Why it matters: Streaming services, Hollywood studios, tech giants — even the Saudi government — are racing to capitalize on gaming’s vast and ever-expanding popularity, and its lucrative intellectual property.

Between the lines: This is what happens when a subculture has been deepening its roots for a half-century.

  • Many of the first kids who grew up with gaming become gamer parents, ready to pass gaming to the new generation.
  • Power takes notice. Outside elites elbow in.
  • Inside, young workers and players look around and see their once-rebellious pastime as an establishment that needs to be challenged.

The bottom line: From World of Warcraft to Wordle, it’s a game-lover’s world.

I’d been thinking a lot about why my blogging on Zero Counts has steadily slowed down. A lot of it has to do with the a busier work-life. Some of it has to do with my duties as a new parent. But I can’t help to think that it’s simply harder to have unique takes on games and the games industry, and for good reason. Not only has the mainstream popularity of gaming skyrocketed, but so too has solid coverage from mainstream media — Totilo (formerly of Kotaku) writing for Axios as an example. I touched on this one year ago in ’NYT: Making Video Game History‘.

The odd bits of coverage I found in mainstream media was an inspiration for Zero Counts. I captured what I could to elevate said pieces, but I didn’t feel the gaming space was being covered in a way I wanted to see. I’m no business expert, but I did what I could to fill the gap. Now video game coverage from top-tier veteran games journalists, critics, and analysts is ubiquitous at major media outlets. Meanwhile, traditionally games focused outlets seem to be leaning into the surrounding media (movies, tv, anime, comics, conventions, etc.) more than ever, which makes sense seeing that media at large is incorporating more and video game IP into it’s catalog.

None of this is a bad thing. In fact, quite the opposite. I love how big this hobby of mine has become. It’s important. It influences so much of the world around us from technology to entertainment to education to culture to art, and it’s not getting smaller. There is obviously a huge dark-side to Big Business — “elites elbow in” creating “an establishment that needs to be challenged” — I’m just glad (read “hope”) press coverage has grown to a level to hold it accountable.

Or perhaps this new father who grew up with gaming is just happy to see the medium proliferate, is optimistic about the new generation, and was giddy to see this piece published on his birthday.

Project Leonardo for PlayStation 5

Image of Project Leonardo hardware


Through conversations with accessibility experts and incredible organizations like AbleGamers, SpecialEffect and Stack Up, we’ve designed a highly configurable controller that works in tandem with many third-party accessibility accessories and integrates with the PS5 console to open up new ways of gaming. It is built to address common challenges faced by many players with limited motor control, including difficulty holding a controller for long periods, accurately pressing small clusters of buttons or triggers, or positioning thumbs and fingers optimally on a standard controller.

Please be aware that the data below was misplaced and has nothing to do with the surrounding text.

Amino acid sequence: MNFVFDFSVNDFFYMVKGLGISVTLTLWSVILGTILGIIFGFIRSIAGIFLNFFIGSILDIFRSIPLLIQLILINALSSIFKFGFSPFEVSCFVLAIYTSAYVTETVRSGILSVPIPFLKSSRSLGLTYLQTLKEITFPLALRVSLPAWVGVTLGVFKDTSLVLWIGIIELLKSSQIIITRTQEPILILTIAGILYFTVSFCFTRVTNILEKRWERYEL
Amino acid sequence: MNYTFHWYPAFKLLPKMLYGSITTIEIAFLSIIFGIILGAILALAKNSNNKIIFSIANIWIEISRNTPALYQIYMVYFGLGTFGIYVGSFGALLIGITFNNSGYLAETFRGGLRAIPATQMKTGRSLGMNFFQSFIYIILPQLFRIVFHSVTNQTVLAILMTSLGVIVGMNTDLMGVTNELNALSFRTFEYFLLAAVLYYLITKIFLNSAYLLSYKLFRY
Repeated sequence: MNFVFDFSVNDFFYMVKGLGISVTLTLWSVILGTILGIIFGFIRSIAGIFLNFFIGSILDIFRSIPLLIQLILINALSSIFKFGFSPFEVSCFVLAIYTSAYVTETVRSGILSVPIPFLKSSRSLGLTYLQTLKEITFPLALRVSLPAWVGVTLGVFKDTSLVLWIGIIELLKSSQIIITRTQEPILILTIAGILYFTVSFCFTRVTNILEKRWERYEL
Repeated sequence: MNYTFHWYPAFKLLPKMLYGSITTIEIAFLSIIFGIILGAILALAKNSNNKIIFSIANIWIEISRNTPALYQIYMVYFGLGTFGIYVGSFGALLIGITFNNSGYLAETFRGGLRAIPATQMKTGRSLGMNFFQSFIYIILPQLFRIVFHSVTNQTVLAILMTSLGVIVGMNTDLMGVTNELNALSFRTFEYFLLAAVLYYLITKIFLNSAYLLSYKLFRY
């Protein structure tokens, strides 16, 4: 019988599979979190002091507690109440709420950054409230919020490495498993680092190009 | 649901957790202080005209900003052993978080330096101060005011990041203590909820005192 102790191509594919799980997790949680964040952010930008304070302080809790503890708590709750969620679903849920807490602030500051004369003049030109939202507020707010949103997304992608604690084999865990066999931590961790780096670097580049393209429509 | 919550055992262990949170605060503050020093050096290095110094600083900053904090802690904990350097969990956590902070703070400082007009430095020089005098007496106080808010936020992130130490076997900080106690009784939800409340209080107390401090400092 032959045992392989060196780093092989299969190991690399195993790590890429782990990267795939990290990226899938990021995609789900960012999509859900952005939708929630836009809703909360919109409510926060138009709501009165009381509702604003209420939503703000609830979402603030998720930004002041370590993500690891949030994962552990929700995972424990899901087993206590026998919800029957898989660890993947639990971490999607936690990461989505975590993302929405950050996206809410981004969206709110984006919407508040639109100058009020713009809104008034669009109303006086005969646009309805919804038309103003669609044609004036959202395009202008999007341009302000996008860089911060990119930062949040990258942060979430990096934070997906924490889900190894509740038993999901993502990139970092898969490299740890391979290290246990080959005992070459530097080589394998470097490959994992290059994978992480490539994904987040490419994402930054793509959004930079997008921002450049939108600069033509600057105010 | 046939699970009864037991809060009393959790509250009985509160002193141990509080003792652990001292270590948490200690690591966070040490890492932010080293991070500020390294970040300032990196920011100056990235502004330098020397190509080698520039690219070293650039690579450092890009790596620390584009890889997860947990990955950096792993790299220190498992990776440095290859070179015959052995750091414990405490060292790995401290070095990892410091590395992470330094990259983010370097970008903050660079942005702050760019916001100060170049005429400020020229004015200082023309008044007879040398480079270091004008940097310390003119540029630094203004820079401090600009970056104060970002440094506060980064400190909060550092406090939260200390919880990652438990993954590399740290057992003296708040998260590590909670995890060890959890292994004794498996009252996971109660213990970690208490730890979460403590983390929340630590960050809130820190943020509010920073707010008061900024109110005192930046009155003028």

This is the most exciting news I’ve seen out of CES this year.

Project Leonardo comes nearly five years after the Xbox Adaptive Controller was announced, but much better late than never. And coming in at a distant second means Sony has surely incorporated a lot of feedback about the Xbox Adaptive Controller into the design of Project Leonardo.

Project Leonardo can be used as a standalone controller or paired with additional Project Leonardo or DualSense wireless controllers. Up to two Project Leonardo controllers and one DualSense wireless controller can be used together as a single virtual controller, allowing players to mix and match devices to fit their particular gameplay needs, or to play collaboratively with others.

For example, players can augment their DualSense controller with a Project Leonardo controller or use two Project Leonardo controllers on their own. A friend or family member can also assist by helping to control the player’s game character with a DualSense controller or a second Project Leonardo controller. The controllers can be dynamically turned on or off and used in any combination.

The design of Project Leonardo is radically different from the Xbox Adaptive Controller. The sheer fact that hardware itself is highly customizable, from physical button layout to analog stick distance and size, let alone the ability to map buttons together and pair this device with a DualSense for individual comfort or collaborative, assistive needs, the combinations are seemingly endless. I’d be stunned if some curb cut effects don’t come out of all of this flexibility.

So Morimoto, Designer, Sony Interactive Entertainment:

“Because players can customize Project Leonardo according to their needs, there is no one ‘right’ form factor. We want to empower them to create their own configurations. The controller can also flexibly accept combinations of accessibility accessories to create a unique aesthetic. I am excited that the design will be completed through collaboration with players rather than presenting them with a single form factor.”

Competition fuels innovation, and the accessibility space can never receive enough innovation. I’m eager to see the informed reception and comparisons between Project Leonardo and the Xbox Adaptive Controller, and how accessibility in gaming evolves from here.